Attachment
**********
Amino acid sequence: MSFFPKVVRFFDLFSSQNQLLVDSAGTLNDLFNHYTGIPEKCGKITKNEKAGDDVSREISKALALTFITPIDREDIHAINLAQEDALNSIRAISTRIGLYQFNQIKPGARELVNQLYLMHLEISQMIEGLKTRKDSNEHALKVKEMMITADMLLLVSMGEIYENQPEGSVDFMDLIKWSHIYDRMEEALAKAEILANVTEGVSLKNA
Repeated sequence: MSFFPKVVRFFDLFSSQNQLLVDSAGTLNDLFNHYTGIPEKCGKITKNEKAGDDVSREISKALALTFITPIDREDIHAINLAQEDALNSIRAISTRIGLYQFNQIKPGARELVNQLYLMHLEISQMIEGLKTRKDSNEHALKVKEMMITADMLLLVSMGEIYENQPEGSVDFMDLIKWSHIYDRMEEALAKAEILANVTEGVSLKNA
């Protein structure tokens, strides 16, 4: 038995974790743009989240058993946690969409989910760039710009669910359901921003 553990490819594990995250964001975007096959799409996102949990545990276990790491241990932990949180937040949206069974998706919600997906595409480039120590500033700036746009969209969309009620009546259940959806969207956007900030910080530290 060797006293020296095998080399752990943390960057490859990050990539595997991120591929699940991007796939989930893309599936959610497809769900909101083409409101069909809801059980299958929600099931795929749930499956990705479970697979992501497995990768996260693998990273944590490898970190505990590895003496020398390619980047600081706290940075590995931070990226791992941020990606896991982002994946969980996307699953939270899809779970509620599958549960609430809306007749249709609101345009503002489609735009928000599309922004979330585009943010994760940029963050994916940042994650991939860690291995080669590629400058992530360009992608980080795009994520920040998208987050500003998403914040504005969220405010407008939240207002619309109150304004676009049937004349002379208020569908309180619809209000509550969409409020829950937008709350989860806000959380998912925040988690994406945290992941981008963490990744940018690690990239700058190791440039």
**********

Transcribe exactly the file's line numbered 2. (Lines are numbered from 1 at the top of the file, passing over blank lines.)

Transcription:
Repeated sequence: MSFFPKVVRFFDLFSSQNQLLVDSAGTLNDLFNHYTGIPEKCGKITKNEKAGDDVSREISKALALTFITPIDREDIHAINLAQEDALNSIRAISTRIGLYQFNQIKPGARELVNQLYLMHLEISQMIEGLKTRKDSNEHALKVKEMMITADMLLLVSMGEIYENQPEGSVDFMDLIKWSHIYDRMEEALAKAEILANVTEGVSLKNA